Microsoft, with their pervasive operating system, office tools and SharePoint software are now a big player in the content management market. "But there is a risk that people are potentially misusing their systems," says EMC Documentum's Butler. "The question mark comes when you want more advanced functionality. You need to start putting in proper records management, lifecycle management and other business processes in place. SharePoint is not designed for that. You can certainly make rapid progress with it. But if you make rapid progress with a tool that hasn't been designed for global rollout, then you might come unstuck."

Ovum's Davis claims many ECM vendors use SharePoint as an inter-mediate step between the front-end application - Word or Excel say - and the backend system. "It could go into MOSS [Microsoft Office SharePoint Server] as a holding place. Items that need to be records managed could then be moved into Open Text or whatever system was working at the very back-end without the user realising."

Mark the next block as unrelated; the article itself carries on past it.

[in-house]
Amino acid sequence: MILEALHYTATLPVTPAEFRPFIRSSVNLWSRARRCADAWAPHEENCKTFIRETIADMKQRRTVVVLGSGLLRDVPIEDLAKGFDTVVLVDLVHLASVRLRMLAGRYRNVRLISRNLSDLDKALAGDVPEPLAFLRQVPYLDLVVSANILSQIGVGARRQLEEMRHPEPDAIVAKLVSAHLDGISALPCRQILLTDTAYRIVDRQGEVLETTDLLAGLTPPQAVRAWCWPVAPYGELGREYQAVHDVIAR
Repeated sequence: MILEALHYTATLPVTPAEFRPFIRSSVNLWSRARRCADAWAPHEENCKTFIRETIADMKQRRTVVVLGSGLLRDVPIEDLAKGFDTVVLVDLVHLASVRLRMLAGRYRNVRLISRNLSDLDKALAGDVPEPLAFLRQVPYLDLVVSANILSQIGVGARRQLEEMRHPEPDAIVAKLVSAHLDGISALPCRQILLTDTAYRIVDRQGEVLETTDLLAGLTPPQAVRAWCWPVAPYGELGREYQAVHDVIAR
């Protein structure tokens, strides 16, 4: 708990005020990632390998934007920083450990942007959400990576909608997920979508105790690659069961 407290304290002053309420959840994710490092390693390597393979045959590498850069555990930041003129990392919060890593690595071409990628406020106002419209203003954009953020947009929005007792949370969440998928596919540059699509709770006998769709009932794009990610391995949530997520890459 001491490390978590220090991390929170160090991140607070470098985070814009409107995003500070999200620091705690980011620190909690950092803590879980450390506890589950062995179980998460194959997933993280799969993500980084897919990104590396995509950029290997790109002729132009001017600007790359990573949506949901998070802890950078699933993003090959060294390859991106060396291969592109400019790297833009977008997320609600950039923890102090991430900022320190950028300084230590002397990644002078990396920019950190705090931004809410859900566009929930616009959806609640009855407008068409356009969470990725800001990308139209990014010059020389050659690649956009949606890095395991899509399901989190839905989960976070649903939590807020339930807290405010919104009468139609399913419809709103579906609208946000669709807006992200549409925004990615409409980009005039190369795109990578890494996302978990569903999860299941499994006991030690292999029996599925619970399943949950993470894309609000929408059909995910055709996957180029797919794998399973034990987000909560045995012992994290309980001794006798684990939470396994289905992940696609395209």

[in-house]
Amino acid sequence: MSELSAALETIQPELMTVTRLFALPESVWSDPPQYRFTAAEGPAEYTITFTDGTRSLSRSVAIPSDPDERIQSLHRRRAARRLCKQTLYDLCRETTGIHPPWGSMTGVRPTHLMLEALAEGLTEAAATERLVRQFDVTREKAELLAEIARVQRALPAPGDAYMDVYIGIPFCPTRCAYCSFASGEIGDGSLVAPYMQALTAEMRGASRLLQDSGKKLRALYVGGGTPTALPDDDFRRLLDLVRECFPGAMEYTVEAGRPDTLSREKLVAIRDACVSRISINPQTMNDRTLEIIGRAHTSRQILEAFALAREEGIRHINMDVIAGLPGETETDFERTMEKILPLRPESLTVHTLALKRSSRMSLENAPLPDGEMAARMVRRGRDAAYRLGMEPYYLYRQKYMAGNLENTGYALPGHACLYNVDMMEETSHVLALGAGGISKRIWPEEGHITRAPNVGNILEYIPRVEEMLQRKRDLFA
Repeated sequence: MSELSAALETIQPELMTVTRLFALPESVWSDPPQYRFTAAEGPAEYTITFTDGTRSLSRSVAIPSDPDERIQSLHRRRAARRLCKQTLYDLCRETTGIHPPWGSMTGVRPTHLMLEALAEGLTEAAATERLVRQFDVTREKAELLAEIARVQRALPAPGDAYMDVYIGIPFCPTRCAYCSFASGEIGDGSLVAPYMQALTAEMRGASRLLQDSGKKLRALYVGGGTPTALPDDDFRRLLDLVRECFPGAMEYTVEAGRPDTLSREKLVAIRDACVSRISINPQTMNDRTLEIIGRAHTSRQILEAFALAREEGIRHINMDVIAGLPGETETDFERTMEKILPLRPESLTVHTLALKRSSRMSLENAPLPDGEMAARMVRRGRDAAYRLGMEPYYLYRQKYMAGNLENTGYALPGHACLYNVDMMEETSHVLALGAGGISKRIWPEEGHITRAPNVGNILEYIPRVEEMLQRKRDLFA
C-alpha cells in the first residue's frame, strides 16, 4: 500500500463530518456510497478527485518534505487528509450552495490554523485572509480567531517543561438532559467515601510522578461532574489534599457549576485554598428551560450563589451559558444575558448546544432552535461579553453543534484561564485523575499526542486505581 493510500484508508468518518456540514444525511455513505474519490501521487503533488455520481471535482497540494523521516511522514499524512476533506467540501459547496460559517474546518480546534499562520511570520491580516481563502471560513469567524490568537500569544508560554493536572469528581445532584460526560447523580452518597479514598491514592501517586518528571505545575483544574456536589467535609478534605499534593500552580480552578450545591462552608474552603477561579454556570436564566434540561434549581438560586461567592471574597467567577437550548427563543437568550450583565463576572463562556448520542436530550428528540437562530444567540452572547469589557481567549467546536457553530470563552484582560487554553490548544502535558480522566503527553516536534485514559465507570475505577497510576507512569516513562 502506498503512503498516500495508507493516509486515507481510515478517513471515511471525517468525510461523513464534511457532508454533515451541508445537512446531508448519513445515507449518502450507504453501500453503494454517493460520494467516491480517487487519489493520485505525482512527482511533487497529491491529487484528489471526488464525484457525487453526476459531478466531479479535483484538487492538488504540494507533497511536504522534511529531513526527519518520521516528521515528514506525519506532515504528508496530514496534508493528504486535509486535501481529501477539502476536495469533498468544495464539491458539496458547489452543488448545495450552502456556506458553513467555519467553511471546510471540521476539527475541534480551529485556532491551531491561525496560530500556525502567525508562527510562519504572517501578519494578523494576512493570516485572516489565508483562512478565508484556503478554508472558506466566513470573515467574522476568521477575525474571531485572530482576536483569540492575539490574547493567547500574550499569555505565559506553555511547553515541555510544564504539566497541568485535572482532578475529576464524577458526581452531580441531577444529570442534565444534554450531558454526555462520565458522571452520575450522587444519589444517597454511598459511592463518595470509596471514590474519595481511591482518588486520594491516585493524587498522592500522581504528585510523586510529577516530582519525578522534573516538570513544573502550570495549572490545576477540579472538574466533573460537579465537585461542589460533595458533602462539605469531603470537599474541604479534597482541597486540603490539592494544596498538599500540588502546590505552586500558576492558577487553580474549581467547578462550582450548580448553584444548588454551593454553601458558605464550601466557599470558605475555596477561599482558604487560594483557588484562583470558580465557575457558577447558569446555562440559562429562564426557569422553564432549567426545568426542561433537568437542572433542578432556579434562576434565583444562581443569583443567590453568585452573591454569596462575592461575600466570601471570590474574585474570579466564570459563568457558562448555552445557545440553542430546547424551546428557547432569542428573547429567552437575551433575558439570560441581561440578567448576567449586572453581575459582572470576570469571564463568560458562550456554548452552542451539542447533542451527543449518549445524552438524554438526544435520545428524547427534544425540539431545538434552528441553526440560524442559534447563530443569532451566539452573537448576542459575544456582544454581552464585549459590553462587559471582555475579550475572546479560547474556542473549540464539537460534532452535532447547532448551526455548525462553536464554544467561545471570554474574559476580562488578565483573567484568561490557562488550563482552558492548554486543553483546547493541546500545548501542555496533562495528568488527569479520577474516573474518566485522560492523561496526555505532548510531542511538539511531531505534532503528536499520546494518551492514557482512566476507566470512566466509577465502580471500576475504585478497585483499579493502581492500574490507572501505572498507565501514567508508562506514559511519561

SharePoint 2010 has greater records management capabilities than its predecessor, which Davis believes could make it a disruptive technology. "It's still not full records management. It doesn't have all the transactional, workflow and other business process capabilities that you'd get from a full ECM system, but it's getting there."

AIIM's Miles warns that financial institutions using SharePoint could "end up with two completely isolated parallel tracks going on. One is the compliant, regulated, authorised document management, content management, records management suite; and the other is SharePoint.. We find that 57 per cent of companies have no policy that has been approved at corporate level on where SharePoint will and won't be used. That is a recipe for chaos."